We assessed the influence of indomethacin oily eyedrops on the corneal epithelium following cataract surgery. We used specular microscopy to observe the epithelium in the central cornea. The eyes were divided into 3 groups. In the indomethacin group of 10 eyes, indomethacin eyedrops were instilled before and during 1 month after surgery. In the oil group of 5 eyes, castor oil eyedrops without indomethacin was instilled. The findings were compared with those in the control group of 10 eyes. The state of corneal epithelium was documented with specular microscopic photography prior to surgery, and 1 week, 1 month and 3 months after surgery. The mean cell area in indomethacin group was significantly larger than that in control group at 1 week and 1 month after surgery (p < 0.001). The corneal epithelial score in indomethacin group was also higher than that in control at 1 week and 1 month after surgery (p < 0.05). There were no significant differences between the oil and control group. The findings indicate that indomethacin as oily eyedrops may induce damage in the corneal epithelium. This effect is ascribed to indomethacin and not to castor oil.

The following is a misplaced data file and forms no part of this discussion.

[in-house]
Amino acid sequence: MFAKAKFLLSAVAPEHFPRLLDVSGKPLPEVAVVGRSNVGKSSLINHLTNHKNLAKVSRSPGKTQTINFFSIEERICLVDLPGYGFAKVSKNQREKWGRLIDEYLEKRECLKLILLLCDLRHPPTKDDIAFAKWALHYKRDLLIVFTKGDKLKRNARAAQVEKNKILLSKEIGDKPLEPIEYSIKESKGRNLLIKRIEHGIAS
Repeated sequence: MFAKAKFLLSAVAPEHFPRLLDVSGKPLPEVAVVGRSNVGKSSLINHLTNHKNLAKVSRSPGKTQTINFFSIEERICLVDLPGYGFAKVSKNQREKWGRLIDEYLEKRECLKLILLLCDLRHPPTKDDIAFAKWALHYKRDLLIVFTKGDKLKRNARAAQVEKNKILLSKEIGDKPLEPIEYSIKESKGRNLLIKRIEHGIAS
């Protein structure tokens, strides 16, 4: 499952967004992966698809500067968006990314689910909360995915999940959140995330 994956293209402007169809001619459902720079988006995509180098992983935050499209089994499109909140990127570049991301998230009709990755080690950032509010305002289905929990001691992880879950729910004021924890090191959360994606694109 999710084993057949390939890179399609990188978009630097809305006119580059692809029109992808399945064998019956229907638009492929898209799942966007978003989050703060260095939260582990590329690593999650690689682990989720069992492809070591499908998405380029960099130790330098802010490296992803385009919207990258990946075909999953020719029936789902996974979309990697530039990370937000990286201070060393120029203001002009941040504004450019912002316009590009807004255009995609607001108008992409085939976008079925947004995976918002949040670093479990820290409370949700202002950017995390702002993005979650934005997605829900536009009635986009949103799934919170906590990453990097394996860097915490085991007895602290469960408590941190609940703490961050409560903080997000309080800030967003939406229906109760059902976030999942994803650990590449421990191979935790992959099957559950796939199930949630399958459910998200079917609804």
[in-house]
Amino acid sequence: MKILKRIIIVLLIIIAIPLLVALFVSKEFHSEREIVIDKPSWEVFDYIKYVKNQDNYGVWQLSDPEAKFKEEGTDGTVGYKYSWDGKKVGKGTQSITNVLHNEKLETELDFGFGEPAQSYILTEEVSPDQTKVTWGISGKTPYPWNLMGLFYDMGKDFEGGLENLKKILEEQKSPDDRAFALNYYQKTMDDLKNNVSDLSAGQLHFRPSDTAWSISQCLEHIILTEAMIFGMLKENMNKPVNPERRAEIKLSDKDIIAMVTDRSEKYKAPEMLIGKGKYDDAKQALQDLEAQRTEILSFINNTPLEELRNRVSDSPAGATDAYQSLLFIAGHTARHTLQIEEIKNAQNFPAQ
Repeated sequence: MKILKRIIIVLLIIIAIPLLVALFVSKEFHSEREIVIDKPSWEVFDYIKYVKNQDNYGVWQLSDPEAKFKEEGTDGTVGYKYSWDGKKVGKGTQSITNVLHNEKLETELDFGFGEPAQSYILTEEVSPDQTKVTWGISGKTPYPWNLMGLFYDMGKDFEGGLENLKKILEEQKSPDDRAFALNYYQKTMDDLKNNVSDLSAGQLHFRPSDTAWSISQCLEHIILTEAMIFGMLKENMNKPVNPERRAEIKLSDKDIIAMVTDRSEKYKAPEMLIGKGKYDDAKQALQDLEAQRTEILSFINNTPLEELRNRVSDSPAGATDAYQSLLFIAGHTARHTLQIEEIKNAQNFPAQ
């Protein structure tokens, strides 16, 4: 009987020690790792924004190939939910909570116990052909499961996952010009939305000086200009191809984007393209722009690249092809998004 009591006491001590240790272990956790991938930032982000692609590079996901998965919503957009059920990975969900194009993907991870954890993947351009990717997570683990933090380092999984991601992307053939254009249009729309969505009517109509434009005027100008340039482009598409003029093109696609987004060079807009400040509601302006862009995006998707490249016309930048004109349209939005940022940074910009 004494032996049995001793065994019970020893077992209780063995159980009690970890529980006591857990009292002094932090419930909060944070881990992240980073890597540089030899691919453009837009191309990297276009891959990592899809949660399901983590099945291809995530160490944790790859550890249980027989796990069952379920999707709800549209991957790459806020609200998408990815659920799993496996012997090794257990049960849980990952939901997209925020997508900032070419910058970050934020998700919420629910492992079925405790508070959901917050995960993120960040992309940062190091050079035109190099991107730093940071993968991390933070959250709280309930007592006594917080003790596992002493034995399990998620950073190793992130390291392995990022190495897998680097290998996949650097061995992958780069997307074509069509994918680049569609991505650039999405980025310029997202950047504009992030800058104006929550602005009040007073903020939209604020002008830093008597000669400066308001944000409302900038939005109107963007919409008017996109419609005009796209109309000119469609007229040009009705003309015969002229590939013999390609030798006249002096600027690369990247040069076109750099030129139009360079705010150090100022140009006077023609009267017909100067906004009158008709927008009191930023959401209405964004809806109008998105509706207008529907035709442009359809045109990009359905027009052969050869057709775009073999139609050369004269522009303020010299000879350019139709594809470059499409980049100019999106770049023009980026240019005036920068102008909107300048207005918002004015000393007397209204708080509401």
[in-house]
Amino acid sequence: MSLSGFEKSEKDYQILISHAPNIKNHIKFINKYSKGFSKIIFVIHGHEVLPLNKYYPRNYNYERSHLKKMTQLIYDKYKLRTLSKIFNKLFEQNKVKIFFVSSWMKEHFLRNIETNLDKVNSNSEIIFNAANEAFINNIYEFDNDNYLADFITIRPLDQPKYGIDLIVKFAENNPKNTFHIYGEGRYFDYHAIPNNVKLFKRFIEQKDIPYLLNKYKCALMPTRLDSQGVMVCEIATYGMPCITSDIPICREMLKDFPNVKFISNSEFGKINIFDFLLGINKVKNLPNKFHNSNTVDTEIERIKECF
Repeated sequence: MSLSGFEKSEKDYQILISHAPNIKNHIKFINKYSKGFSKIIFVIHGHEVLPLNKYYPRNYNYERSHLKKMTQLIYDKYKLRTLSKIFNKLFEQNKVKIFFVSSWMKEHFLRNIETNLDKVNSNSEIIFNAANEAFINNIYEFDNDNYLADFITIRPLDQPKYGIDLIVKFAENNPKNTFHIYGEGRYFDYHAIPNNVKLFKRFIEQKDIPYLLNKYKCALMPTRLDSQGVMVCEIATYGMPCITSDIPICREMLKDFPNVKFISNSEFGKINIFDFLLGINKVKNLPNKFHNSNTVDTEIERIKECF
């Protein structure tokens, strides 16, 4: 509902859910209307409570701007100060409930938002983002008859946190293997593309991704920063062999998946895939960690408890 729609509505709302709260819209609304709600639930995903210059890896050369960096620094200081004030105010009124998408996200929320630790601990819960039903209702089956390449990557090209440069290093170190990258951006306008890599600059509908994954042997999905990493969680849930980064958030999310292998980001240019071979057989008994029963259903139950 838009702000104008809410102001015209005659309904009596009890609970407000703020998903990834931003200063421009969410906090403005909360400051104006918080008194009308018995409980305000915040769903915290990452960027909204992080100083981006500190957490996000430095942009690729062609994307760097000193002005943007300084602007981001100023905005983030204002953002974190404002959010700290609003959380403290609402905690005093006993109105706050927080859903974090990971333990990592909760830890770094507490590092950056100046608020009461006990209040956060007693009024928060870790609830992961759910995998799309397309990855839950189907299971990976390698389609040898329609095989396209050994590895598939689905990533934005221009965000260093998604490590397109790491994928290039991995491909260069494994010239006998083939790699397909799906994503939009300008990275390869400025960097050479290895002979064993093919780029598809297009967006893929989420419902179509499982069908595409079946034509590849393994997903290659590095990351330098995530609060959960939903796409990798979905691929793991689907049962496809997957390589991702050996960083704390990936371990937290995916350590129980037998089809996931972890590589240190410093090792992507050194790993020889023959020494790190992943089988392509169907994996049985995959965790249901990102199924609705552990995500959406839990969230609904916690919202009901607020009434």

|Number of pages||5|
|Journal||Japanese Journal of Clinical Ophthalmology|
|Publication status||Published - 1990|
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